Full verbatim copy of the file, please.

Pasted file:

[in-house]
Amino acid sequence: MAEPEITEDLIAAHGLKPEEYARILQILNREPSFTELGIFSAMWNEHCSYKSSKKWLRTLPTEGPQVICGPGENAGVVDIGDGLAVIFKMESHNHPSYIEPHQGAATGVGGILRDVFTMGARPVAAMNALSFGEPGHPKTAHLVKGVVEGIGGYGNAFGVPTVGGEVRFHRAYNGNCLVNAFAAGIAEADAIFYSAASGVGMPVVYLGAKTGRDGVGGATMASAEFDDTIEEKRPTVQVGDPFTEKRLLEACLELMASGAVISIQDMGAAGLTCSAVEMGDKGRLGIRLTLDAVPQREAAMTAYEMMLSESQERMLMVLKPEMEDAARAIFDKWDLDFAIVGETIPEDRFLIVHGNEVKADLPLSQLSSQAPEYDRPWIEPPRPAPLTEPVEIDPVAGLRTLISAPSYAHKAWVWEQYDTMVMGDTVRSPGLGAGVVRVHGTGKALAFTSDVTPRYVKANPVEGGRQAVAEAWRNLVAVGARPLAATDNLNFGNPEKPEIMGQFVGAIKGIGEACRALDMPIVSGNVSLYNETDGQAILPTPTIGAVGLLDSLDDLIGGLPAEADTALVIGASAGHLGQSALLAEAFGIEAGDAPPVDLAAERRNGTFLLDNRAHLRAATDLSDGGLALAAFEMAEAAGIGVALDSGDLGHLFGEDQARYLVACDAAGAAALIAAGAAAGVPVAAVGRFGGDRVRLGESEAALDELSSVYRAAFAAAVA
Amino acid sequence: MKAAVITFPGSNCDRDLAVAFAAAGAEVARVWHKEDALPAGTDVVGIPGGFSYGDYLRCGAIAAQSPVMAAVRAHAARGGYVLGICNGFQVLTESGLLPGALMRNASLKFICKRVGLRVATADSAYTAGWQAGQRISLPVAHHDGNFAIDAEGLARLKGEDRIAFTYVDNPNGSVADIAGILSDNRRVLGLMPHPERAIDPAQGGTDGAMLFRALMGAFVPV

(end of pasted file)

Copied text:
[in-house]
Amino acid sequence: MAEPEITEDLIAAHGLKPEEYARILQILNREPSFTELGIFSAMWNEHCSYKSSKKWLRTLPTEGPQVICGPGENAGVVDIGDGLAVIFKMESHNHPSYIEPHQGAATGVGGILRDVFTMGARPVAAMNALSFGEPGHPKTAHLVKGVVEGIGGYGNAFGVPTVGGEVRFHRAYNGNCLVNAFAAGIAEADAIFYSAASGVGMPVVYLGAKTGRDGVGGATMASAEFDDTIEEKRPTVQVGDPFTEKRLLEACLELMASGAVISIQDMGAAGLTCSAVEMGDKGRLGIRLTLDAVPQREAAMTAYEMMLSESQERMLMVLKPEMEDAARAIFDKWDLDFAIVGETIPEDRFLIVHGNEVKADLPLSQLSSQAPEYDRPWIEPPRPAPLTEPVEIDPVAGLRTLISAPSYAHKAWVWEQYDTMVMGDTVRSPGLGAGVVRVHGTGKALAFTSDVTPRYVKANPVEGGRQAVAEAWRNLVAVGARPLAATDNLNFGNPEKPEIMGQFVGAIKGIGEACRALDMPIVSGNVSLYNETDGQAILPTPTIGAVGLLDSLDDLIGGLPAEADTALVIGASAGHLGQSALLAEAFGIEAGDAPPVDLAAERRNGTFLLDNRAHLRAATDLSDGGLALAAFEMAEAAGIGVALDSGDLGHLFGEDQARYLVACDAAGAAALIAAGAAAGVPVAAVGRFGGDRVRLGESEAALDELSSVYRAAFAAAVA
Amino acid sequence: MKAAVITFPGSNCDRDLAVAFAAAGAEVARVWHKEDALPAGTDVVGIPGGFSYGDYLRCGAIAAQSPVMAAVRAHAARGGYVLGICNGFQVLTESGLLPGALMRNASLKFICKRVGLRVATADSAYTAGWQAGQRISLPVAHHDGNFAIDAEGLARLKGEDRIAFTYVDNPNGSVADIAGILSDNRRVLGLMPHPERAIDPAQGGTDGAMLFRALMGAFVPV